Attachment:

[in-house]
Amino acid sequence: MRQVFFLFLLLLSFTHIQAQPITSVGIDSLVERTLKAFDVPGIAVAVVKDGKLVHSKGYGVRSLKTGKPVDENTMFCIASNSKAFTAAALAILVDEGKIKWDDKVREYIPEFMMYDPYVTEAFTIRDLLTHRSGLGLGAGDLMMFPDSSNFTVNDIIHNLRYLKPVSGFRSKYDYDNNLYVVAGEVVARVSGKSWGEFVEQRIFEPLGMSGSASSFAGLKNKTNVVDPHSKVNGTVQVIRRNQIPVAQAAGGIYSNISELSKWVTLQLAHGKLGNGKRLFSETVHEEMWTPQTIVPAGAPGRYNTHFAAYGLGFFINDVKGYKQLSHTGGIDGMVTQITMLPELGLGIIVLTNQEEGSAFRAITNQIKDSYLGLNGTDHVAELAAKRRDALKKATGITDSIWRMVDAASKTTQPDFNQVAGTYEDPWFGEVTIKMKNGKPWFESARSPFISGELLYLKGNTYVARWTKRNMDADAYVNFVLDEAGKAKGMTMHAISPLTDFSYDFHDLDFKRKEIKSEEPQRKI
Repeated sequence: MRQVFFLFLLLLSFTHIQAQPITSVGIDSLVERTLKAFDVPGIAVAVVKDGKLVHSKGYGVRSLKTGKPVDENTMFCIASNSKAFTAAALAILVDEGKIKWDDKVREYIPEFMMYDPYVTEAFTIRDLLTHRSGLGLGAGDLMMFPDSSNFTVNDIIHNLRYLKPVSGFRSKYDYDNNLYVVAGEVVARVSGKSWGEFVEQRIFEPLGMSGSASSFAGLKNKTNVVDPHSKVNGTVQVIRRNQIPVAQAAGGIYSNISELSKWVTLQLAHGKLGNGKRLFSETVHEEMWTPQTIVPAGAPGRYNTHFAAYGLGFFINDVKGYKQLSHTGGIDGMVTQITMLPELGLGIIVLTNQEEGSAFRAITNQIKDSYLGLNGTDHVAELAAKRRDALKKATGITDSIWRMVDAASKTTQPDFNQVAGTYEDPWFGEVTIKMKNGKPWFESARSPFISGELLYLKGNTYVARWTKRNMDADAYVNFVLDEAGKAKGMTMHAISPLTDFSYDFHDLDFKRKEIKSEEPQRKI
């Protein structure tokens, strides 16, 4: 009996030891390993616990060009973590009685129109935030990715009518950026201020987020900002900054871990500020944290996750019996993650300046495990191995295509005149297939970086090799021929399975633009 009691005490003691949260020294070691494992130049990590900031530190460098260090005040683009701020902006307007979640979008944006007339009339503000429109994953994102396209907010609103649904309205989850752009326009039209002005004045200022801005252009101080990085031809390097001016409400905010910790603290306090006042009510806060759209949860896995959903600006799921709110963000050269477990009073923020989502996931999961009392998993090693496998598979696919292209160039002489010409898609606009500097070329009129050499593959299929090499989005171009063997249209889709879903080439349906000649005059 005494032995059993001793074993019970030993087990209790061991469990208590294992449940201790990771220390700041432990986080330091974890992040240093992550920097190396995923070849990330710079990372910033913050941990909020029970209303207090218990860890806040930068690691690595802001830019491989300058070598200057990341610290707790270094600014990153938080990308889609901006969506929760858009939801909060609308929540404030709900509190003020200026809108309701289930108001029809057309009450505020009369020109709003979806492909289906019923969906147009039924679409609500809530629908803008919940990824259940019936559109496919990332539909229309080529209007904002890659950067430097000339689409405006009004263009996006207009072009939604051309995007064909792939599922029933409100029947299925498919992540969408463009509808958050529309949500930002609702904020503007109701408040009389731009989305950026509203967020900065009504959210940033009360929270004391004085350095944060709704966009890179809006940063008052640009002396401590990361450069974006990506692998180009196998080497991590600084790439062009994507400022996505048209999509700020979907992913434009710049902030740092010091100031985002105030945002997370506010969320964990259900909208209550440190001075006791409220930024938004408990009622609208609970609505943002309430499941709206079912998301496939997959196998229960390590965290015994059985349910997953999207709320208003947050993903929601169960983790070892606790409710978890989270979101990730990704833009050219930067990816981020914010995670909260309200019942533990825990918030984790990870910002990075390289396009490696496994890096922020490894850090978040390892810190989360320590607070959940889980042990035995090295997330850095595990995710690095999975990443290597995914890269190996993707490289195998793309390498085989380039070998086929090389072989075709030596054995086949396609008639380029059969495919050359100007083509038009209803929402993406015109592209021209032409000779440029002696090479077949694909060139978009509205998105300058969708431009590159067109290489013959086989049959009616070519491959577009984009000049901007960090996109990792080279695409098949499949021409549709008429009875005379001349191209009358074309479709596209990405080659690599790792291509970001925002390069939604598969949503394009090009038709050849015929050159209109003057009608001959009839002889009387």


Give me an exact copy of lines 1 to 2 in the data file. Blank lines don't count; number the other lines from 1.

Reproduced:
[in-house]
Amino acid sequence: MRQVFFLFLLLLSFTHIQAQPITSVGIDSLVERTLKAFDVPGIAVAVVKDGKLVHSKGYGVRSLKTGKPVDENTMFCIASNSKAFTAAALAILVDEGKIKWDDKVREYIPEFMMYDPYVTEAFTIRDLLTHRSGLGLGAGDLMMFPDSSNFTVNDIIHNLRYLKPVSGFRSKYDYDNNLYVVAGEVVARVSGKSWGEFVEQRIFEPLGMSGSASSFAGLKNKTNVVDPHSKVNGTVQVIRRNQIPVAQAAGGIYSNISELSKWVTLQLAHGKLGNGKRLFSETVHEEMWTPQTIVPAGAPGRYNTHFAAYGLGFFINDVKGYKQLSHTGGIDGMVTQITMLPELGLGIIVLTNQEEGSAFRAITNQIKDSYLGLNGTDHVAELAAKRRDALKKATGITDSIWRMVDAASKTTQPDFNQVAGTYEDPWFGEVTIKMKNGKPWFESARSPFISGELLYLKGNTYVARWTKRNMDADAYVNFVLDEAGKAKGMTMHAISPLTDFSYDFHDLDFKRKEIKSEEPQRKI